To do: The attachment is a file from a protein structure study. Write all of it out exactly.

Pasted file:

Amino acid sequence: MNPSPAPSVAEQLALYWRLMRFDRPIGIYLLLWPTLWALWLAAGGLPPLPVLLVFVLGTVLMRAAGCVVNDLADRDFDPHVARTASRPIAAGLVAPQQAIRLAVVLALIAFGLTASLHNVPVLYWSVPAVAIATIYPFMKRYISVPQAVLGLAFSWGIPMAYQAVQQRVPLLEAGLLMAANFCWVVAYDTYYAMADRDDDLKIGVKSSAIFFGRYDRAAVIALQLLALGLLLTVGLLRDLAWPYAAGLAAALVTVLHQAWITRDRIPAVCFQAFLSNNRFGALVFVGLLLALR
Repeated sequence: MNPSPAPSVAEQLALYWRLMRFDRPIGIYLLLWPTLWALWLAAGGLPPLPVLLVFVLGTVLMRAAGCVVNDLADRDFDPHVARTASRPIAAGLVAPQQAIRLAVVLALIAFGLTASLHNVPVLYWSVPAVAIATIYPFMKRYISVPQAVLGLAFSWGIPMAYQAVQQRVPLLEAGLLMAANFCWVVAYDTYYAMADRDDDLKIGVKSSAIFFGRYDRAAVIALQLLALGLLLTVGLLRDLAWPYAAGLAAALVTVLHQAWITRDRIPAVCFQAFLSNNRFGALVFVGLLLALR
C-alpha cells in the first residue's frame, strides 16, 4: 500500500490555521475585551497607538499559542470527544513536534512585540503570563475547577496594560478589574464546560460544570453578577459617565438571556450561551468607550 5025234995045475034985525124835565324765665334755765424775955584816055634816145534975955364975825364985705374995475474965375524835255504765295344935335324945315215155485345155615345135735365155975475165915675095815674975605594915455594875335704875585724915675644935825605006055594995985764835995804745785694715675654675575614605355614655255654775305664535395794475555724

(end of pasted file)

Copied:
Amino acid sequence: MNPSPAPSVAEQLALYWRLMRFDRPIGIYLLLWPTLWALWLAAGGLPPLPVLLVFVLGTVLMRAAGCVVNDLADRDFDPHVARTASRPIAAGLVAPQQAIRLAVVLALIAFGLTASLHNVPVLYWSVPAVAIATIYPFMKRYISVPQAVLGLAFSWGIPMAYQAVQQRVPLLEAGLLMAANFCWVVAYDTYYAMADRDDDLKIGVKSSAIFFGRYDRAAVIALQLLALGLLLTVGLLRDLAWPYAAGLAAALVTVLHQAWITRDRIPAVCFQAFLSNNRFGALVFVGLLLALR
Repeated sequence: MNPSPAPSVAEQLALYWRLMRFDRPIGIYLLLWPTLWALWLAAGGLPPLPVLLVFVLGTVLMRAAGCVVNDLADRDFDPHVARTASRPIAAGLVAPQQAIRLAVVLALIAFGLTASLHNVPVLYWSVPAVAIATIYPFMKRYISVPQAVLGLAFSWGIPMAYQAVQQRVPLLEAGLLMAANFCWVVAYDTYYAMADRDDDLKIGVKSSAIFFGRYDRAAVIALQLLALGLLLTVGLLRDLAWPYAAGLAAALVTVLHQAWITRDRIPAVCFQAFLSNNRFGALVFVGLLLALR
C-alpha cells in the first residue's frame, strides 16, 4: 500500500490555521475585551497607538499559542470527544513536534512585540503570563475547577496594560478589574464546560460544570453578577459617565438571556450561551468607550 5025234995045475034985525124835565324765665334755765424775955584816055634816145534975955364975825364985705374995475474965375524835255504765295344935335324945315215155485345155615345135735365155975475165915675095815674975605594915455594875335704875585724915675644935825605006055594995985764835995804745785694715675654675575614605355614655255654775305664535395794475555724